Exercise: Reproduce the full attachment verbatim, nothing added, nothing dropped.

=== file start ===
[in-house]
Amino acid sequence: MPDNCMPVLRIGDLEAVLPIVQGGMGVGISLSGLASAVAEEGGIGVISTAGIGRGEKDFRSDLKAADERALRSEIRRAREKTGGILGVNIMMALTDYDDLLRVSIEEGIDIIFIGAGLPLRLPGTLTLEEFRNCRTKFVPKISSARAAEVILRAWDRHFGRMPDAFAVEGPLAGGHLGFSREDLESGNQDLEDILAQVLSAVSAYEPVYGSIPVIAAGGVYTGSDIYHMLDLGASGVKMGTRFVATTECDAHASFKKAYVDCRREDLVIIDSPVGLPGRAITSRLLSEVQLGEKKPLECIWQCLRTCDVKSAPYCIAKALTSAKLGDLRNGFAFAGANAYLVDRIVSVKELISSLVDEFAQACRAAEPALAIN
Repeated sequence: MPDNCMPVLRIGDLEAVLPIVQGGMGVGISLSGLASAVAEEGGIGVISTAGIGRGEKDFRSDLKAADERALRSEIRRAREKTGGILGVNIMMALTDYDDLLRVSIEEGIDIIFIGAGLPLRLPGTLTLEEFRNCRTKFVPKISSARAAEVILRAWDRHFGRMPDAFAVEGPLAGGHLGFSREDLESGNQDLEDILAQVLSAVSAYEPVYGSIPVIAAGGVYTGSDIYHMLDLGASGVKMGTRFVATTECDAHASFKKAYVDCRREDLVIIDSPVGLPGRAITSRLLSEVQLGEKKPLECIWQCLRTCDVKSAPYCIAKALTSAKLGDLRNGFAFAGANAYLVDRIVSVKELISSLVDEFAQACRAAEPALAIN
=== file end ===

[in-house]
Amino acid sequence: MPDNCMPVLRIGDLEAVLPIVQGGMGVGISLSGLASAVAEEGGIGVISTAGIGRGEKDFRSDLKAADERALRSEIRRAREKTGGILGVNIMMALTDYDDLLRVSIEEGIDIIFIGAGLPLRLPGTLTLEEFRNCRTKFVPKISSARAAEVILRAWDRHFGRMPDAFAVEGPLAGGHLGFSREDLESGNQDLEDILAQVLSAVSAYEPVYGSIPVIAAGGVYTGSDIYHMLDLGASGVKMGTRFVATTECDAHASFKKAYVDCRREDLVIIDSPVGLPGRAITSRLLSEVQLGEKKPLECIWQCLRTCDVKSAPYCIAKALTSAKLGDLRNGFAFAGANAYLVDRIVSVKELISSLVDEFAQACRAAEPALAIN
Repeated sequence: MPDNCMPVLRIGDLEAVLPIVQGGMGVGISLSGLASAVAEEGGIGVISTAGIGRGEKDFRSDLKAADERALRSEIRRAREKTGGILGVNIMMALTDYDDLLRVSIEEGIDIIFIGAGLPLRLPGTLTLEEFRNCRTKFVPKISSARAAEVILRAWDRHFGRMPDAFAVEGPLAGGHLGFSREDLESGNQDLEDILAQVLSAVSAYEPVYGSIPVIAAGGVYTGSDIYHMLDLGASGVKMGTRFVATTECDAHASFKKAYVDCRREDLVIIDSPVGLPGRAITSRLLSEVQLGEKKPLECIWQCLRTCDVKSAPYCIAKALTSAKLGDLRNGFAFAGANAYLVDRIVSVKELISSLVDEFAQACRAAEPALAIN